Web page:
Playing By Ear And Piano Lessons, 4 Games
This is for the teacher or the parent of a piano student who wants their young musician to have more fun playing by ear. Learning how to read music is definitely extremely important when taking piano lessons. However, the ability to play by ear opens up a myriad of songs that are unattainable to musicians who only read music. Another benefit to learning how to play by ear is that it allows musicians to incorporate more feeling into their music faster by being able to recognize dynamics, meter, tempo and chord changes as it relates to the overall language of music. The key to all of these is repetition. Play at least one of these games every week with your teacher.
The Interval Game
The interval game is mostly for beginners to ear training. The goal here is to guess the interval between two notes. What your teacher should do is to select intervals that you have been studying in the lessons. The selection of a limited number of intervals is an important step as it is easy to get overwhelmed with trying to identify all 12 of the semitone intervals while learning how to recognize them. For example, one game can be recognizing the difference between the perfect intervals: perfect fourth, perfect fifth and octave. Another game can be recognizing the difference between major 2nd and major 3rd. By slowly adding intervals to your game when you play it, repeating this game can train the student’s ear to become very adept at identifying them when listening to melodies in songs and he or she will be able to pick up those melodies faster and faster.
The Inversion Game
The inversion game is a game that helps the student recognize the same chord being played in songs and will vastly reduce the perceived amount of chords, since most popular music is only 4 – 6 chords played repeatedly. Being able to recognize the inversions allows a musician’s perception to reduce a song of 50+ difference chords into 6.
How to play it is similar to the interval game, reduce the chords that will be played to may 1 or 2. For instance, play a game with the C and the F chords. Choose the 3 positions: Root position, first inversion and second inversion. Play them in a random order, and the student has to recognize which position the chord is in.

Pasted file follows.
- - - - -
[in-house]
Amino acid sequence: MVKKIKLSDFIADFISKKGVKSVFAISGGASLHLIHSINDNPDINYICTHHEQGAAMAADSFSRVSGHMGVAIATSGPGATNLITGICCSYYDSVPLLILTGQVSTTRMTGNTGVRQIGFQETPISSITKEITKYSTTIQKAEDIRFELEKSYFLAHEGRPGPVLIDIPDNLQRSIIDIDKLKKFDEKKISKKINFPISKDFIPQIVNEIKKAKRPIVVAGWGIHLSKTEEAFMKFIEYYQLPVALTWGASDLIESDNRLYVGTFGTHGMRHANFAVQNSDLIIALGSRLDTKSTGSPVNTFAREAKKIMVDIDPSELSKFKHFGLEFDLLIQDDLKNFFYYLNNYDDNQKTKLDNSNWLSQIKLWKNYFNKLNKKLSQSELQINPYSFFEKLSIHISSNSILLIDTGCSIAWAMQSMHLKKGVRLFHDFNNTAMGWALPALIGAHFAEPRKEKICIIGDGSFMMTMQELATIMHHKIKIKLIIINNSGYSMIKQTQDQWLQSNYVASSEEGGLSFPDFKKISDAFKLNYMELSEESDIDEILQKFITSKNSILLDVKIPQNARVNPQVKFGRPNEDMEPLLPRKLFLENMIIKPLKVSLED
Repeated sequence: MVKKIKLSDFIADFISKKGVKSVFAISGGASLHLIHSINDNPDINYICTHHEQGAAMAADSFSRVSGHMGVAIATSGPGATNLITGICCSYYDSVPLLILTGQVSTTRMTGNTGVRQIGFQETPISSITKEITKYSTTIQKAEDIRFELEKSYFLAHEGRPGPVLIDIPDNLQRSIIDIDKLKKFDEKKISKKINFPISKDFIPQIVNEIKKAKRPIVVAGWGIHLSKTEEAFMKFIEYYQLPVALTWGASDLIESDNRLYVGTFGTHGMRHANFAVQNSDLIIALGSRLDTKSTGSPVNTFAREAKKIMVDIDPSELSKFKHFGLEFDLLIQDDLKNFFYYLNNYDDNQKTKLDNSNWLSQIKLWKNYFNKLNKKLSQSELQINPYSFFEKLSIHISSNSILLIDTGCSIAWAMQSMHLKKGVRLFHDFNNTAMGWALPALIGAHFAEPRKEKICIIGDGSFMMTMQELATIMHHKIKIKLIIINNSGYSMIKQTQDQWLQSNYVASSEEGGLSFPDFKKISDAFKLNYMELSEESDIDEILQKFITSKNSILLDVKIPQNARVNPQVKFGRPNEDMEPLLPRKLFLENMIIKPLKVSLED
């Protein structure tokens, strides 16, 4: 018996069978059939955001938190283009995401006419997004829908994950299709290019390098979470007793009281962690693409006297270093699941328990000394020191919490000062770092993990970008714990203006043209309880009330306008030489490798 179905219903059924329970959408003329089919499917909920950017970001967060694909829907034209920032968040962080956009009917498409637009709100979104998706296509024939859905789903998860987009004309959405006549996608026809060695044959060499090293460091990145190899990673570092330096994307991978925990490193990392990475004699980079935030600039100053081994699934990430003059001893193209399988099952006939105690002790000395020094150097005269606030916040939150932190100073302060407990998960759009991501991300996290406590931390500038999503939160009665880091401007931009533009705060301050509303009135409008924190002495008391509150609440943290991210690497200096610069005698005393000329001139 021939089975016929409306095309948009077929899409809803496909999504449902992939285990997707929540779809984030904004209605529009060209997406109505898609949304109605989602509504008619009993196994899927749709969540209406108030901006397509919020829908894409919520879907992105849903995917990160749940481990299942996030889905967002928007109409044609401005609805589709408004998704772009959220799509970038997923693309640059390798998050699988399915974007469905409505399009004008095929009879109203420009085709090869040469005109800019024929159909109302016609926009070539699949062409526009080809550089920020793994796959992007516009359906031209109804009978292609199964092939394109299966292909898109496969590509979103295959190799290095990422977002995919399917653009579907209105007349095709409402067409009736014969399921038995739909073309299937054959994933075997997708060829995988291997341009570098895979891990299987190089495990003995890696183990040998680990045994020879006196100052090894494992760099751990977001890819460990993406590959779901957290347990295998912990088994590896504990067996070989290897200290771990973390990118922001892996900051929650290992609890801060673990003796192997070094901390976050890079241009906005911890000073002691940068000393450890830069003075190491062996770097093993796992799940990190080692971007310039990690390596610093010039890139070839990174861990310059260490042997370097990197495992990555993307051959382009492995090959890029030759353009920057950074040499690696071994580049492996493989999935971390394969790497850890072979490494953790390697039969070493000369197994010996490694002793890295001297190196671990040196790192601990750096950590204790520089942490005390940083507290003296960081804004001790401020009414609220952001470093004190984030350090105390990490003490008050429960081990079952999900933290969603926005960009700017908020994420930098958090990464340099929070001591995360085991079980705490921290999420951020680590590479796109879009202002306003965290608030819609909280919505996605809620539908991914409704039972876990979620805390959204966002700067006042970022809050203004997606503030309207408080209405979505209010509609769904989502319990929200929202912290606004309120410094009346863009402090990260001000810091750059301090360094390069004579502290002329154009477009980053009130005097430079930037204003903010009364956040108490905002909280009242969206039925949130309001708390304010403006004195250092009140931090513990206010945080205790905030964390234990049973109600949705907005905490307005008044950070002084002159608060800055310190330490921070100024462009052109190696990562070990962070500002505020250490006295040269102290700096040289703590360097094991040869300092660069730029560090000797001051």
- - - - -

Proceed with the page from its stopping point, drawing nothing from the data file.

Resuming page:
The easiest difficulty would be if the student only has to guess the inversion, not the chord, and if the chords are only played with a single hand voicing. The difficulty can be increased with larger voicing and guessing the chord as well as the inversion.
The Tonic Game
The next game would be the student recognizing which chord is the “tonic” chord. The Tonic chord is the chord whose root is the same as the key. For example, if the key is C major, then the tonic chord is a C major chord. In this game, the teacher would play a series of chords in the key of C major, and on stop on a chord in his or her progression. When the teacher stops, the student has to say whether the teacher is on the Tonic chord or not. They would be able to tell if the song sounds like it can end on that chord.
The Tonic chord is a unique chord as it gives the listener the most satisfying end to a song. If the song sounds like there should be more to follow or like something should come next, then it’s usually not the tonic chord. A song can end on a chord that is not the tonic, but those are usually songs that intentionally are leaving the audience on a cliffhanger.
The “What’s Next?” Game
The last game is the most complex. This is for the intermediate student, and it is an exercise in understanding chord progressions. If you’ve ever played Mad Libs, this is similar to that game but with chords. There are very few “wrong” answers, but there are some “better” chords that fit inside of chord progressions.
To play this game, the teacher and student sit side by side on the piano. The teacher first plays part of a chord progression and stop at some point. When the teacher stops, the student has to play a chord that makes sense inside the progression. Again, it is best if the student has a certain number of chords to choose from. To make this more difficult, the teacher can either add borrowed chords, modulations, or provide no suggested chords. However, it is advised use suggestions prior to a student becoming advanced in chord progressions. For a student to be advanced, they need to understand chord functions, chord substitutions, and borrowed chords. A great well known chord progression to play this game with is the 12 Bar Blues form. It allows for some creativity, but it within a well formed structure to make the game both challenging and achievable.
All of these games are excellent in training the ear and concept of playing without written music, which is an essential part of being a well-rounded musician. Remember that the key to all these is repetition. Playing one of these games weekly is the best way to develop the ear at a steady pace.